KK: None there consciously, but you could call the Funhole hell, if you had a mind to, or one of its portals, in the absence of any presence but the self, as Nicholas suggests somewhere along the way down. I think it’s Dante who wrote “There is no sky in hell.”

LM: Liz, now that I’ve started reading the bundle, this may seem like a silly question, but there it is. Catholic influences or imagery in Aestival Tide?

EH: So much that’s under the dome in Araboth is a corruption of some sort of formal religious belief, especially fundamentalist beliefs. The Compassionate Redeemer is actually a monster loosed in a perverse ritual, and the Orsinate is a corrupt theocracy. Then there’s the Church of Christ Cadillac, whose adherents wear hubcaps on their heads. But there are also elements borrowed from ancient Greek and Roman ritual, so it’s all a pretty catholic (lowercase c) mix.

LM: Yes, catholic, lowercase, is a word in and of itself. Webster’s Tenth defines it as “comprehensive, universal, esp. broad in sympathies, tastes, or interests.”

So there you have it, my friends. The Philip K Dick Award Storybundle includes Aestival Tide by Elizabeth Hand (PKD Finalist), Life by Gwyneth Jones (PKD Winner), The Cipher by Kathe Koja (PKD Finalist), Points of Departure by Pat Murphy (PKD Winner), Dark Seeker by K. W. Jeter (PKD Finalist), Summer of Love by Lisa Mason (PKD Finalist), Frontera by Lewis Shiner (PKD Finalist), Acts of Conscience by William Barton (PKD Special Citation), Maximum Ice by Kay Kenyon (PKD Finalist), Knight Moves by Walter Jon Williams (PKD Finalist), and Reclamation by Sarah Zettel (PKD Finalist).

The Philip K Dick Award Storybundle runs only until October 15. Once it’s gone, it’s gone. Download yours today at http://storybundle.com/pkdaward and enjoy world-class, award-winning reading right now and into the holidays.

In Aestival Tide, Elizabeth Hand returns to the extraordinary Winterlong universe. In Araboth—the majestic, domed, multi-tiered city of the Ascendants—obsession with beauty and power vents in haunting, horrific ways. The resurrected Margalis Tast’annin has become the Aviator Imperator of the Ascendants, enslaved by his former lover and exiled to the debauched city of Araboth. And the city that was once home to an advanced society is now a shadow of its former self. Now, as the once-in-a-decade Aestival Tide approaches, the formerly great dome teeters on the brink of its own destruction.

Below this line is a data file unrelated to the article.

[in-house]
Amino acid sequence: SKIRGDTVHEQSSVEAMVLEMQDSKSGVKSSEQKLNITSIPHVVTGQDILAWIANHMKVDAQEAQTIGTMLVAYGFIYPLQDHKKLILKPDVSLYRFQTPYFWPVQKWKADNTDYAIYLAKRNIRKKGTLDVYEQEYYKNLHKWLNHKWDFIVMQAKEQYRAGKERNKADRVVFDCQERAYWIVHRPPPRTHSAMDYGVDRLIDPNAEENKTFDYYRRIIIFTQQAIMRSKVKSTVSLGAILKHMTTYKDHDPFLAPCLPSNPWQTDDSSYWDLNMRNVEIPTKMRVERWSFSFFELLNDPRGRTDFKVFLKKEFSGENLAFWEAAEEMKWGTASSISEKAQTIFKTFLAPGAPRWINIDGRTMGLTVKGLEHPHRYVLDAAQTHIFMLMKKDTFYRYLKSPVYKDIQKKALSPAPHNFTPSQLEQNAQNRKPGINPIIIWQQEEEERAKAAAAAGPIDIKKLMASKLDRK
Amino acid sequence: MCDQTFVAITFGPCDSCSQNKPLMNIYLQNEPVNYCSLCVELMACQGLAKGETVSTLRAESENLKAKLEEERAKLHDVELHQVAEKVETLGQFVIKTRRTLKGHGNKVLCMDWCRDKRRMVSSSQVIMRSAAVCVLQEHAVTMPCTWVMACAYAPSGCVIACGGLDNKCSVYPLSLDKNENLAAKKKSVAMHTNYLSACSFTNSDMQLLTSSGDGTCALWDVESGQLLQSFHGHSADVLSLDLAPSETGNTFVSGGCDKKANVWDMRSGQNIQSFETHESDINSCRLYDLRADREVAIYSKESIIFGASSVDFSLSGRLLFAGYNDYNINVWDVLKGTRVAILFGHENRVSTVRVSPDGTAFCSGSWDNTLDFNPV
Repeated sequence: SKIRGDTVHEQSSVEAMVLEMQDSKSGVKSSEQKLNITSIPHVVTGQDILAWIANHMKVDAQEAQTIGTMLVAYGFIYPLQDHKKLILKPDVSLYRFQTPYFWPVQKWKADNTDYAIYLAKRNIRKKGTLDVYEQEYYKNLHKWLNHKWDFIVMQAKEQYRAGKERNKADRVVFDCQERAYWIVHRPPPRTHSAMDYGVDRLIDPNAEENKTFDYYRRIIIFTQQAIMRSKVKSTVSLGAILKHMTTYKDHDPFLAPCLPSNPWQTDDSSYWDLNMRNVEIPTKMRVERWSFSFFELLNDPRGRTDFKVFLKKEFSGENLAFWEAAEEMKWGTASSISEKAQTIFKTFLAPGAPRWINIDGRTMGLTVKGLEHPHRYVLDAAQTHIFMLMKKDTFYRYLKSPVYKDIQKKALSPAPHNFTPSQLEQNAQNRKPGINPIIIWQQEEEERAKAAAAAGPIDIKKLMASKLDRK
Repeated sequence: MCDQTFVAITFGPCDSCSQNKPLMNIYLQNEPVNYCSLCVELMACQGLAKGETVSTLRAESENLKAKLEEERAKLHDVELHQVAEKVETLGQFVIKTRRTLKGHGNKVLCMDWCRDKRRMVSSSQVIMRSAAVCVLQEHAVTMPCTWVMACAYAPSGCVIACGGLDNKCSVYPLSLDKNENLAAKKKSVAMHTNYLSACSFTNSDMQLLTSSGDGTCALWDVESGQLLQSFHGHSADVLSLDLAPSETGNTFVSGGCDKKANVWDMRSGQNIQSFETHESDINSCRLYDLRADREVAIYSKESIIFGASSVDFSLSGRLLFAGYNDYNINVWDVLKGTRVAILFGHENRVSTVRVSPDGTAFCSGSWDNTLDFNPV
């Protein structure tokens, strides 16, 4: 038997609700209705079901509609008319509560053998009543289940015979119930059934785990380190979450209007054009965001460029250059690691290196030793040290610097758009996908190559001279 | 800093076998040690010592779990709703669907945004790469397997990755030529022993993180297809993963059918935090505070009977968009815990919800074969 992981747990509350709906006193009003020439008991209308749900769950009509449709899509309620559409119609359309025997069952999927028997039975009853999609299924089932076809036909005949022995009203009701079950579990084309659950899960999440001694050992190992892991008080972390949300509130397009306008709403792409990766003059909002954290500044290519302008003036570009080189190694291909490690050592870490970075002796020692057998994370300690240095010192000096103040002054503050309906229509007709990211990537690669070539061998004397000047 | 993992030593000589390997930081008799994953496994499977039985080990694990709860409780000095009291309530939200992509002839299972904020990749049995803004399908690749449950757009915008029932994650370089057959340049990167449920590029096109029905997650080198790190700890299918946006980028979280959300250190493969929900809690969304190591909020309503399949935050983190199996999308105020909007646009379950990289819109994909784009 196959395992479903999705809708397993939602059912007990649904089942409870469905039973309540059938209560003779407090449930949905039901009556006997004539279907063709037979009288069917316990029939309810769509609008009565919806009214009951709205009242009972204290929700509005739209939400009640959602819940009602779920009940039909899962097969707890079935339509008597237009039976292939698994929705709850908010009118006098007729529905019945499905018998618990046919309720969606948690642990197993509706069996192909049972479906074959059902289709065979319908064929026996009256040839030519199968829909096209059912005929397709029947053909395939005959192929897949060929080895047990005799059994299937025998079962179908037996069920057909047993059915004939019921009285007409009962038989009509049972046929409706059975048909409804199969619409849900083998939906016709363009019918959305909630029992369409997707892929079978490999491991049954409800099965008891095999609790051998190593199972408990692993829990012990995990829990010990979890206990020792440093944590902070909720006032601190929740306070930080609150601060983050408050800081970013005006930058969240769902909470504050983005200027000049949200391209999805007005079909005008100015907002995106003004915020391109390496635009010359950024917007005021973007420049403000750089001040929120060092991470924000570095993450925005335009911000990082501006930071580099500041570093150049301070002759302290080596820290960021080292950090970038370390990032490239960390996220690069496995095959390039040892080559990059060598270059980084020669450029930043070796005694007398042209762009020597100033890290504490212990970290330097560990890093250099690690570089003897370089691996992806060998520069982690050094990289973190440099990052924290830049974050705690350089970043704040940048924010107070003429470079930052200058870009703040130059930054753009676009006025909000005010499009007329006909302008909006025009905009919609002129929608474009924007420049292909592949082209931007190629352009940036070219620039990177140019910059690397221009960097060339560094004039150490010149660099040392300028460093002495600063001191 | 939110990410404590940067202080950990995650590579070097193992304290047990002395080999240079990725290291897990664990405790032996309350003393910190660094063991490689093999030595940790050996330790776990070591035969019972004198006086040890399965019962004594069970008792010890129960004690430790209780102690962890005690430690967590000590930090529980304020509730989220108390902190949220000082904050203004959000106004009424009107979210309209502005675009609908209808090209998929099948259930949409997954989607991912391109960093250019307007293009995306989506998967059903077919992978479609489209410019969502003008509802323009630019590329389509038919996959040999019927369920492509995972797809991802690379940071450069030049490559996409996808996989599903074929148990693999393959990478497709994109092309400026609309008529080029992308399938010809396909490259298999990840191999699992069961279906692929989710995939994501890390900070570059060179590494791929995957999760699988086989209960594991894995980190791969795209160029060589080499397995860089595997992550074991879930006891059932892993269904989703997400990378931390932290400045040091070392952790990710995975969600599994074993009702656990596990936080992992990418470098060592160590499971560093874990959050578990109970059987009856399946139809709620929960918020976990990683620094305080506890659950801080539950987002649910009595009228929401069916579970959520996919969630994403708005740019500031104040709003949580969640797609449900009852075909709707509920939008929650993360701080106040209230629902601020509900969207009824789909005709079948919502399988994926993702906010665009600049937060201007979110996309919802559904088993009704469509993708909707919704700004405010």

Aestival Tide Cover Final

This ebook features an illustrated biography of Elizabeth Hand including rare images and never-before-seen documents from the author’s personal collection.

“Hand is a superior stylist.” —The New York Times Book Review

About the Author

Elizabeth Hand (b. 1957) is an award-winning author whose science fiction and fantasy novels include the Winterlong series, Waking the Moon, Last Summer at Mars Hill, and Glimmering. Her novels and short stories have won the Nebula, World Fantasy, and Shirley Jackson Awards, among others. Hand was born in California and raised in Yonkers and Pound Ridge, New York; she now divides her time between London and the coast of Maine. Over the years she has been a regular contributor to the Washington Post, the Village Voice, the Los Angeles Times, and the Magazine of Fantasy and Science Fiction, among many others.

So there you have it, my friends. The Philip K Dick Award Storybundle includes Aestival Tide by Elizabeth Hand (PKD Finalist), Life by Gwyneth Jones (PKD Winner), The Cipher by Kathe Koja (PKD Finalist), Points of Departure by Pat Murphy (PKD Winner), Dark Seeker by K. W. Jeter (PKD Finalist), Summer of Love by Lisa Mason (PKD Finalist), Frontera by Lewis Shiner (PKD Finalist), Acts of Conscience by William Barton (PKD Special Citation), Maximum Ice by Kay Kenyon (PKD Finalist), Knight Moves by Walter Jon Williams (PKD Finalist), and Reclamation by Sarah Zettel (PKD Finalist).

The Philip K Dick Award Storybundle runs only until October 15. Once it’s gone, it’s gone! Download yours today at http://storybundle.com/pkdaward and enjoy world-class, award-winning reading right now and into the holidays.